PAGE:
Chris Rapple: It’s more than just music. I can vent my personal problems with those guys. That’s why this has been working out so well. They’re more than just some numbers or however other labels might look at them. They’re real people that I believe in. We can rely and fall back on each other.
Mr. Incredible: Now you mention that you had projects for Crooked Mindz and INF. Do you also have something in the works for Blak Philly?
Chris Rapple: When Blak wants to do something, he’ll let me know. But as of right now he hasn’t really expressed what he wants to do release wise.
Mr. Incredible: Do you plan on adding any more members to your label’s roster, say like a Joey Batts?
Chris Rapple: Joey was involved, but he moved on with another label. No big, he’s doing what he wants and I’m happy for him. I still look up to him a lot and know that he’ll be successful at whatever he does. He released a few things on his own with the Aeon Audio name on it, so we had our wires crossed or something, but Joey is on the right path and I respect him for it. So what I was planning with Joey I moved on from. It’s all love though.
Mr. Incredible: That’s how things are sometimes. But at least you two are still on good terms. That’s alot better then alot of other label and artist relationships.
Chris Rapple: Yea. I just want success for everyone. That’s the way I look at things. Even with those I’ve had words with, beef… I just think, generally, those are people that have lost their way. They don’t want to make enemies with people. Even if they think they do. If I think negatively of someone, that doesn’t mean I hate them. When I see someone who is supposed to be in my corner go south, I’m always disappointed, but there’s no hate. That’s not Joey of course, I’m just saying in general. People can change. I’m just disappointed when people claim that they’re something that they’re not, that’s all.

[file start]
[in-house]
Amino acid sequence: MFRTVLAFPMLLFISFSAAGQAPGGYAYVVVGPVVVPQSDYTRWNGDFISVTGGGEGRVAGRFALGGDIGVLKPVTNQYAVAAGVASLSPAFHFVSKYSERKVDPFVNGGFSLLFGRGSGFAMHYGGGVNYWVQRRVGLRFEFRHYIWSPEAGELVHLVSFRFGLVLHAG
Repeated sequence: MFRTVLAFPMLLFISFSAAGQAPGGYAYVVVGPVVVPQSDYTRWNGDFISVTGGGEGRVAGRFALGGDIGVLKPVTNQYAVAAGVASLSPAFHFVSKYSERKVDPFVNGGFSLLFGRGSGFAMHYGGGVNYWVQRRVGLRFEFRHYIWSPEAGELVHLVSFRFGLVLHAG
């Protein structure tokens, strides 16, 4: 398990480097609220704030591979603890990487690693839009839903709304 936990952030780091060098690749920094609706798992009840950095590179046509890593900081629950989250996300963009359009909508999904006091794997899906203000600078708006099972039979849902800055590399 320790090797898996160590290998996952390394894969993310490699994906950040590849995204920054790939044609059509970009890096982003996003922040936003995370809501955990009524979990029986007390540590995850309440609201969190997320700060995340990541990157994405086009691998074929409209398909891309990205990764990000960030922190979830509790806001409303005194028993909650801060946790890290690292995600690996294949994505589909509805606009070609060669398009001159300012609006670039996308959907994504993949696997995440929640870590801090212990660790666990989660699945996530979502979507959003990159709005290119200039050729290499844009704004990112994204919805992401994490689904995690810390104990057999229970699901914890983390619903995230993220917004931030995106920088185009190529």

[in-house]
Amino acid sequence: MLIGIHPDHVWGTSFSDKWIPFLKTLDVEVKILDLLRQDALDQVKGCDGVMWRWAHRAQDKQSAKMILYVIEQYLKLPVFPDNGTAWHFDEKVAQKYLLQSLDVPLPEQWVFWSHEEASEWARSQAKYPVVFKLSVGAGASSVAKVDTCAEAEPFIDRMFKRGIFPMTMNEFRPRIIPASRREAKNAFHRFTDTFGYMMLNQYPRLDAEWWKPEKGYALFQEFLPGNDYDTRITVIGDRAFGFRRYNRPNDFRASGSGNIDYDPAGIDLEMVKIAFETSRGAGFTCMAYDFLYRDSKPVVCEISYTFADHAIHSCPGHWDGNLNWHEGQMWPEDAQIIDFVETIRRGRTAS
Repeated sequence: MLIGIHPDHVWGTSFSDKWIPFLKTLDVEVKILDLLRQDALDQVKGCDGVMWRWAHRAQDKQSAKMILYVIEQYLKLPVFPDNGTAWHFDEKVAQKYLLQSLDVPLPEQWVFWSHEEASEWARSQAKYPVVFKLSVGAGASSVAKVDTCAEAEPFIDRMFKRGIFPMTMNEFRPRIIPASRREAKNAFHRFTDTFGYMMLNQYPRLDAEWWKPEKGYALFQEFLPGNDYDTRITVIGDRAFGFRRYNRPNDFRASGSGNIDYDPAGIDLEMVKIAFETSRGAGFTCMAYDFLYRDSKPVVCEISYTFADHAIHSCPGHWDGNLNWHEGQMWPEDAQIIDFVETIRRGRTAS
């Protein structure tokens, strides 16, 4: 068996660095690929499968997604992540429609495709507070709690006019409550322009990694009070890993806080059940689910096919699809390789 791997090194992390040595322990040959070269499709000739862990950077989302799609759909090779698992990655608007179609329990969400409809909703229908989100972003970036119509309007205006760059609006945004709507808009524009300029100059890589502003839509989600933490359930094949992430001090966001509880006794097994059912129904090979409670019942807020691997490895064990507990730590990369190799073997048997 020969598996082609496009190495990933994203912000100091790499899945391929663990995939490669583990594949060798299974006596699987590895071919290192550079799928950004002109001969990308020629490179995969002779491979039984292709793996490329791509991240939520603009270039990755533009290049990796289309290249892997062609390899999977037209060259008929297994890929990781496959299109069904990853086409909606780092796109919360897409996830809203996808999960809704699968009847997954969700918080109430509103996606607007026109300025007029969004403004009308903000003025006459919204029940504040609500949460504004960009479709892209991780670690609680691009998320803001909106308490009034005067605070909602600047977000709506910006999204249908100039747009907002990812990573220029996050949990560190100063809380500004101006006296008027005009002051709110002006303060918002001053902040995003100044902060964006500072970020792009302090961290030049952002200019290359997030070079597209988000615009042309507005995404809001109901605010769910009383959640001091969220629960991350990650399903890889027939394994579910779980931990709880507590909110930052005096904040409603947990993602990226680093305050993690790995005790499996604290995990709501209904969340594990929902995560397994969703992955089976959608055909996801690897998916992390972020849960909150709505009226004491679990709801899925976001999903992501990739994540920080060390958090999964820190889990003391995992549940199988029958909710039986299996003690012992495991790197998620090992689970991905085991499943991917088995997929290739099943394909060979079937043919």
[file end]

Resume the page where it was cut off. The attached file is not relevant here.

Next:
Mr. Incredible: So do you have any big shows lined up for the whole Aeon Audio crew?
Chris Rapple: No, right now I’m trying to get www.cthiphop.net to where I want it go. I’m trying to help Logic build his brand too. So shows are on pause while I do some other creative things, for awhile anyway.
Mr. Incredible: Can you tell us a little about cthiphop.net
Chris Rapple: It exploded. I made it a year ago, right before my son was born. Since then it’s gotten A LOT of views. It was my attempt to find something social to share shit… and it’s getting to the point where, well, close anyway, that if you’re name isn’t on there in some way shape or form… you aren’t really doing anything in CT Hip-Hop. Me and Doc and Kiddinz, we’re becoming an authority as far as shit goes. To some extent anyway.
Mr. Incredible: What have you been doing to keep the views up on the site, especially with the amount of other sites that are popping up now involving the CT Music scene?
Chris Rapple: Nothing special, I just picked a good name. People respond to good branding. I’m attempting to represent them unbiasedly… so there are a lot of visits.
Mr. Incredible: Do you plan on sponsoring any events this year under the cthiphop banner?
Chris Rapple: Yes, currently I’m working with Full Blast… they’re important to CT’s movement. Duece Bug, in my opinion, is an undiscovered major talent. He’s different. There’s just something about him. That’s why I hooked him up with a free beat last year… I saw his talent and understood his image, and I wanted to help that get out there more. And now my name is attached to his with a producer credit, which is going to be good for me in the long run. As far as the blog goes, I’m down to promote and help him and his team promote whatever they need. Check out Kick Rrawks!
Mr. Incredible: Well thank you for taking time out to answer a few questions for the readers. Before we end is there anything that you would like the fan to know about?
Chris Rapple: I’m new to everyone still, and will be for a long time. I’m not any better than anyone else. If you have a creative ambition, act on it immediately. That’s all. Thanks for the interview.
For more info on Aeon Audio:
Or you can hit Brash up on his twtter at https://twitter.com/brashhiphop/
And while you are at it, check out http://www.cthiphop.net/